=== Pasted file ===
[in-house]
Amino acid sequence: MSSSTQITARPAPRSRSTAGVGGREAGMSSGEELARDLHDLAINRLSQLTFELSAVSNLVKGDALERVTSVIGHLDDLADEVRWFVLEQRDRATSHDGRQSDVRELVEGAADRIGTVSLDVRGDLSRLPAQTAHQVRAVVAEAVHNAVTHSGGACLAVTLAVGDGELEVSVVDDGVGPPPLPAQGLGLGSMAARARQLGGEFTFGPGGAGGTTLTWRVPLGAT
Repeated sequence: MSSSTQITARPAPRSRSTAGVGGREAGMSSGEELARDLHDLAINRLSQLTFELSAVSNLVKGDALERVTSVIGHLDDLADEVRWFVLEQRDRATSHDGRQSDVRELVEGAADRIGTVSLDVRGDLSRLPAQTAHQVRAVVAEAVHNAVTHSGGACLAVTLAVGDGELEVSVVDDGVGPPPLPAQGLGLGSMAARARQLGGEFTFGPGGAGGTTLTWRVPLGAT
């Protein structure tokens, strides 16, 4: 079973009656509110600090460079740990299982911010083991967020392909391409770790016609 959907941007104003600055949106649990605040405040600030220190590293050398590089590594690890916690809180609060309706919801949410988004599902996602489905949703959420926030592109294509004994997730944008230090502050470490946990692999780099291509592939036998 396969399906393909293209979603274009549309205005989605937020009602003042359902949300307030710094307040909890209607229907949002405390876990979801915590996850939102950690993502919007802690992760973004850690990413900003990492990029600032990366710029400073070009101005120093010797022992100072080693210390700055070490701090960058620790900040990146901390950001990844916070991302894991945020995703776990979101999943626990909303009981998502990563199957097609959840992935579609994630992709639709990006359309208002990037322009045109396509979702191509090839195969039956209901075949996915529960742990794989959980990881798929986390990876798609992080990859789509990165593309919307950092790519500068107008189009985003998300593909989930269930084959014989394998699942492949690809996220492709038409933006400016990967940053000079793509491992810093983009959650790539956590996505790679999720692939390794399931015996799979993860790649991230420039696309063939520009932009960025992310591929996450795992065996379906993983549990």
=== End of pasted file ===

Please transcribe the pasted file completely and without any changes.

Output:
[in-house]
Amino acid sequence: MSSSTQITARPAPRSRSTAGVGGREAGMSSGEELARDLHDLAINRLSQLTFELSAVSNLVKGDALERVTSVIGHLDDLADEVRWFVLEQRDRATSHDGRQSDVRELVEGAADRIGTVSLDVRGDLSRLPAQTAHQVRAVVAEAVHNAVTHSGGACLAVTLAVGDGELEVSVVDDGVGPPPLPAQGLGLGSMAARARQLGGEFTFGPGGAGGTTLTWRVPLGAT
Repeated sequence: MSSSTQITARPAPRSRSTAGVGGREAGMSSGEELARDLHDLAINRLSQLTFELSAVSNLVKGDALERVTSVIGHLDDLADEVRWFVLEQRDRATSHDGRQSDVRELVEGAADRIGTVSLDVRGDLSRLPAQTAHQVRAVVAEAVHNAVTHSGGACLAVTLAVGDGELEVSVVDDGVGPPPLPAQGLGLGSMAARARQLGGEFTFGPGGAGGTTLTWRVPLGAT
């Protein structure tokens, strides 16, 4: 079973009656509110600090460079740990299982911010083991967020392909391409770790016609 959907941007104003600055949106649990605040405040600030220190590293050398590089590594690890916690809180609060309706919801949410988004599902996602489905949703959420926030592109294509004994997730944008230090502050470490946990692999780099291509592939036998 396969399906393909293209979603274009549309205005989605937020009602003042359902949300307030710094307040909890209607229907949002405390876990979801915590996850939102950690993502919007802690992760973004850690990413900003990492990029600032990366710029400073070009101005120093010797022992100072080693210390700055070490701090960058620790900040990146901390950001990844916070991302894991945020995703776990979101999943626990909303009981998502990563199957097609959840992935579609994630992709639709990006359309208002990037322009045109396509979702191509090839195969039956209901075949996915529960742990794989959980990881798929986390990876798609992080990859789509990165593309919307950092790519500068107008189009985003998300593909989930269930084959014989394998699942492949690809996220492709038409933006400016990967940053000079793509491992810093983009959650790539956590996505790679999720692939390794399931015996799979993860790649991230420039696309063939520009932009960025992310591929996450795992065996379906993983549990």